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US Air Force Buys iPads To Replace Flight Bags 348

Posted by samzenpus
from the brand-new-bag dept.
redletterdave writes "Following the precedent set by commercial airliners, the U.S. Air Force plans to buy up to 18,000 iPads for its Air Mobility Command (AMC), replacing heavy flight bags with light and efficient Apple iPad 2s for the crews that fly cargo aircraft. The devices will reportedly be used by the crews on the C-5 Galaxy and C-17 Globemaster aircraft. There are several benefits to using electronic flight bags instead of physical versions. For one, the iPad can instantly update charts electronically, while the AMC would require flying charts get reprinted every 28 days to stay up-to-date. By cutting publication printing and distribution costs, and exchanging 70 pounds of paper for a 1.3-pound iPad, the Air Force can save some serious cash, including more than $1.2 million worth of fuel per year."
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US Air Force Buys iPads To Replace Flight Bags

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  • E-paper (Score:5, Informative)

    by jader3rd (2222716) on Wednesday February 08, 2012 @07:41PM (#38974505)
    Wouldn't a device with e-paper (Kindle, Nook, Sony Reader, etc) be a better replacement for books? Those devices have no glare, have all of the benefits listed, and all have a longer battery life.
  • by h4rr4r (612664) on Wednesday February 08, 2012 @07:42PM (#38974533)

    That is only the fuel, you forgot the cost of printing those books, distributing them, making sure the latest version is on each aircraft, replacing damaged copies, etc.

  • by bongey (974911) on Wednesday February 08, 2012 @07:48PM (#38974635)
    iPad != tablet

    Lt. Col. Glen Roberts, clarified the report, stating the commend "is looking for a tablet device, not necessarily an iPad"

    Seeing that there is custom DoD Android edition and clearances, where iOS has not . http://www.bgr.com/2011/12/28/pentagon-approves-android-device-for-department-of-defense-apple-still-awaits-clearance/ [bgr.com] . There is even a DoD SDK.

    But one thing about the Air Force there are different commands and they all make different decisions . ASFOC will make one decision, AMC another and the ANG another, and they never cooperate, costing tax payers millions.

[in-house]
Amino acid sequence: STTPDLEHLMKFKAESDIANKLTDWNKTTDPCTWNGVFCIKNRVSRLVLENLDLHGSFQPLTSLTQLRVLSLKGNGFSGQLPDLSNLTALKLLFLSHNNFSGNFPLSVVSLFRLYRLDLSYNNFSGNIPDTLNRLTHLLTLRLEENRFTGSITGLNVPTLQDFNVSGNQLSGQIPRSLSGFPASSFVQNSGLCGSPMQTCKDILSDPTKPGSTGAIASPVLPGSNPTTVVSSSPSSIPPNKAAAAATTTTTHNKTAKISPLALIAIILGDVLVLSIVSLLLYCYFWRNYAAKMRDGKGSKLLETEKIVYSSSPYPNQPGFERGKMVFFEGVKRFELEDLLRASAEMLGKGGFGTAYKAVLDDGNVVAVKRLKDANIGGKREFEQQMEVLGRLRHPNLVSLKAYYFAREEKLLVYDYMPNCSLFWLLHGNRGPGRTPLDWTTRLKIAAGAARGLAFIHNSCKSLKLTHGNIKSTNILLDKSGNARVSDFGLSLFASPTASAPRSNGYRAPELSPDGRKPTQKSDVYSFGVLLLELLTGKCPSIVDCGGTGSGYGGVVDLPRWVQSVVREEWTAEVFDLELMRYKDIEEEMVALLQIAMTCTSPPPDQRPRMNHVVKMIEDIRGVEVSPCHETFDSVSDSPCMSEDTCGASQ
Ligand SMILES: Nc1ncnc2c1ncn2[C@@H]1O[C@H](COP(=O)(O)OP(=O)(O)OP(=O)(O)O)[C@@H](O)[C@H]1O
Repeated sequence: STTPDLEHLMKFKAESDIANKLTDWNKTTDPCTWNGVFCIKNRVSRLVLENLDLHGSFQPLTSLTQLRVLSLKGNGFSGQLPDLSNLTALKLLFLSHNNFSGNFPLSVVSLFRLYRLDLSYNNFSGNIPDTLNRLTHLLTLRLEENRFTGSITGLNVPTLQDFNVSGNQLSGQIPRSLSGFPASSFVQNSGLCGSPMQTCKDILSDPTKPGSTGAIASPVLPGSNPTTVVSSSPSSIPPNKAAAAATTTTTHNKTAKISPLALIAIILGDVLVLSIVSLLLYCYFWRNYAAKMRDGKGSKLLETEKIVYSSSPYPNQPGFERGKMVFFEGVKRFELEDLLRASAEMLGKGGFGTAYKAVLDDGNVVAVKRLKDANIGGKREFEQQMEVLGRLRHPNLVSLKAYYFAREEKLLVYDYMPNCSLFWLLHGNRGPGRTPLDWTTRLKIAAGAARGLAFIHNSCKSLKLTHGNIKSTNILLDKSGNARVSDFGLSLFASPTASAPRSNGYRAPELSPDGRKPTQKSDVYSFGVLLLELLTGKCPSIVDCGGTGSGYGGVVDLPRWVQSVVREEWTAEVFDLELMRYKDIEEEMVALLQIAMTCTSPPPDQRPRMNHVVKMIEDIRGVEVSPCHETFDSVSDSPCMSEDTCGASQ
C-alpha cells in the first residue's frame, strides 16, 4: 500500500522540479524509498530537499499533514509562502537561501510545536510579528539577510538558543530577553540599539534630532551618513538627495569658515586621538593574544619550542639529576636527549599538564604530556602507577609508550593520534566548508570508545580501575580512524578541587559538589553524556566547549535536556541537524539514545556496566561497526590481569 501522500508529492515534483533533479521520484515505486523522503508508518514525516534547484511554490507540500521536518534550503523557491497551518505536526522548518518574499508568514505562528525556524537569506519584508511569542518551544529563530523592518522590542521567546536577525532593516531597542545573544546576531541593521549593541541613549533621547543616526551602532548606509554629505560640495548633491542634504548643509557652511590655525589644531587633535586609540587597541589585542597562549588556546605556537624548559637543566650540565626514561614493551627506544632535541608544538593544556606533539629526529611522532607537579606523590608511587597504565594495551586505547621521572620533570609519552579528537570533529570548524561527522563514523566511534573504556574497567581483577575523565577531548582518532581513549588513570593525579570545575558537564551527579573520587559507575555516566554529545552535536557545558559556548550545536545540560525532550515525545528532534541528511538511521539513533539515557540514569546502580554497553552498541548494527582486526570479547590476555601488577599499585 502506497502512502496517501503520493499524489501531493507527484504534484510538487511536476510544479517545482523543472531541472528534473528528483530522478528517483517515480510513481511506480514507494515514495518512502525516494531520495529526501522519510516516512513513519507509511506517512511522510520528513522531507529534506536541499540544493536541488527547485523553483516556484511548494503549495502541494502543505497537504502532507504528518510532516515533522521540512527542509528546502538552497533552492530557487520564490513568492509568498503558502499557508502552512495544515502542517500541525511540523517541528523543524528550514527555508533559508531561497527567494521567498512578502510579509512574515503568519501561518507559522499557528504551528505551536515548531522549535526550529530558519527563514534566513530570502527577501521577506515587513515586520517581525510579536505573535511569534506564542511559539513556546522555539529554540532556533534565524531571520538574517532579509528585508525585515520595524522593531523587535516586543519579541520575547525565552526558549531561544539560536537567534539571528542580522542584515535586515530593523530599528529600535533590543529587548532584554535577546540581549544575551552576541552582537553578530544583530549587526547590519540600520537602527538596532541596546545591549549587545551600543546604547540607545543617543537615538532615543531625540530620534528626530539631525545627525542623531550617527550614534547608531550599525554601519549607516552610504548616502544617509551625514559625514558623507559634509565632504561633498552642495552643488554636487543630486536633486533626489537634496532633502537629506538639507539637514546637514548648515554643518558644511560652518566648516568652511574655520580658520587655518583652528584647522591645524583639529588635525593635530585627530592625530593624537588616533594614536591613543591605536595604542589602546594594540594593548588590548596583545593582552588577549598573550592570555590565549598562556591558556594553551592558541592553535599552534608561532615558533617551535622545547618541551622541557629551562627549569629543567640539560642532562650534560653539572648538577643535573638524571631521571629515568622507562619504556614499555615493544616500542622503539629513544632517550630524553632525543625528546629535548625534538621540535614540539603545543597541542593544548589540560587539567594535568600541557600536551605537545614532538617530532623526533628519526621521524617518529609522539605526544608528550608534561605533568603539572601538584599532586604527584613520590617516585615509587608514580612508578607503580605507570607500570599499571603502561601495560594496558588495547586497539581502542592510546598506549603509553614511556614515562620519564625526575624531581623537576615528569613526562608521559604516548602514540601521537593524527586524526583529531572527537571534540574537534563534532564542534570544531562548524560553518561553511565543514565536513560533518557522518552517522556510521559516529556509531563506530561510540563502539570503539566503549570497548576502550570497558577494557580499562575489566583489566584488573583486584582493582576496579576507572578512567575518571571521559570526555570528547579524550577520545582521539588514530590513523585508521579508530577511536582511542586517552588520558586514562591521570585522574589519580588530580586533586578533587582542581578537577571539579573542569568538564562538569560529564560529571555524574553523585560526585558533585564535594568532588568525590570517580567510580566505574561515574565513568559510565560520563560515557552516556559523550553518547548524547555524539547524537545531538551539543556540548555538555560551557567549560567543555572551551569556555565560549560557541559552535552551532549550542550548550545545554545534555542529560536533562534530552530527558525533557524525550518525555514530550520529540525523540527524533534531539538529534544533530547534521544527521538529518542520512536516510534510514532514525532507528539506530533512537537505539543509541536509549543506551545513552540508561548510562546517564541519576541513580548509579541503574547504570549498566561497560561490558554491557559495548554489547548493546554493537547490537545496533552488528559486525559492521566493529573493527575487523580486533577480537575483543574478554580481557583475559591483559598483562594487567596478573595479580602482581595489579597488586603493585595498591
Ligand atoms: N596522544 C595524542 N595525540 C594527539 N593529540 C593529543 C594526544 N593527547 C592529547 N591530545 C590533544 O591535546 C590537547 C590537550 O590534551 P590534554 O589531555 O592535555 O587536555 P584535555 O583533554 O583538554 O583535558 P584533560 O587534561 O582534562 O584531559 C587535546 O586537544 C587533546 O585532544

• Not books (Score:5, Informative)

    by ZombieBraintrust (1685608) on Wednesday February 08, 2012 @07:49PM (#38974653)
    These are more for diagrams and maps. e-paper is best for text only.
  • Re:E-paper (Score:2, Informative)

    by Anonymous Coward on Wednesday February 08, 2012 @07:49PM (#38974659)

    Well actually the article which TFA refers to points out, "AMC said in a notice posted on the Federal Business Opportunities website Thursday that it planned to buy "a minimum of 63 and a maximum of 18,000, iPad 2, Brand Name or Equal devices" for the crews that fly cargo aircraft such as the C-5 Galaxy and C-17 Globemaster. Lt. Col. Glen Roberts, AMC public affairs director, said the command "is looking for a tablet device, not necessarily an iPad."

    So it's not a done deal for Apple, yet.

  • Re:Battery (Score:4, Informative)

    by narcc (412956) on Wednesday February 08, 2012 @08:05PM (#38974907) Journal

    I'd be happy if they looked at a secure solution!

    The only tablets with FIPS certification right now are the Blackberry Playbook (which it had ages ago) and the Samsung Galaxy Tab 10.1 (which just got certified last month).

    Apple said they were working on getting FIPS certification back in 2010, but that never materialized.

  • by perpenso (1613749) on Wednesday February 08, 2012 @08:24PM (#38975211)

    So, go ahead and find me a USB port on the flight deck of a C-17. I'll wait <crickets> I thought so. ...

    Did you forget that *you* wrote that 28 Vdc was available.

    ... Whatever they're doing to keep their pads charged beyond normal battery endurance, it'll be a workaround hack (issuing external USB-connected battery packs along with the pad) or some significant auxiliary systems re-engineering of in-service military transport aircraft.

    Or it will be a simple DC/DC converter, simpler than the AC/DC converter that every iPad already ships with.

  • by perpenso (1613749) on Wednesday February 08, 2012 @08:33PM (#38975345)
    Adapters for 28V dc aircraft environments already exist: http://www.lonestaraviation.com/Power-Adapter-USB-Socket.html [lonestaraviation.com]
  • Re:Hrmm.. (Score:4, Informative)

    by Obfuscant (592200) on Wednesday February 08, 2012 @08:44PM (#38975507)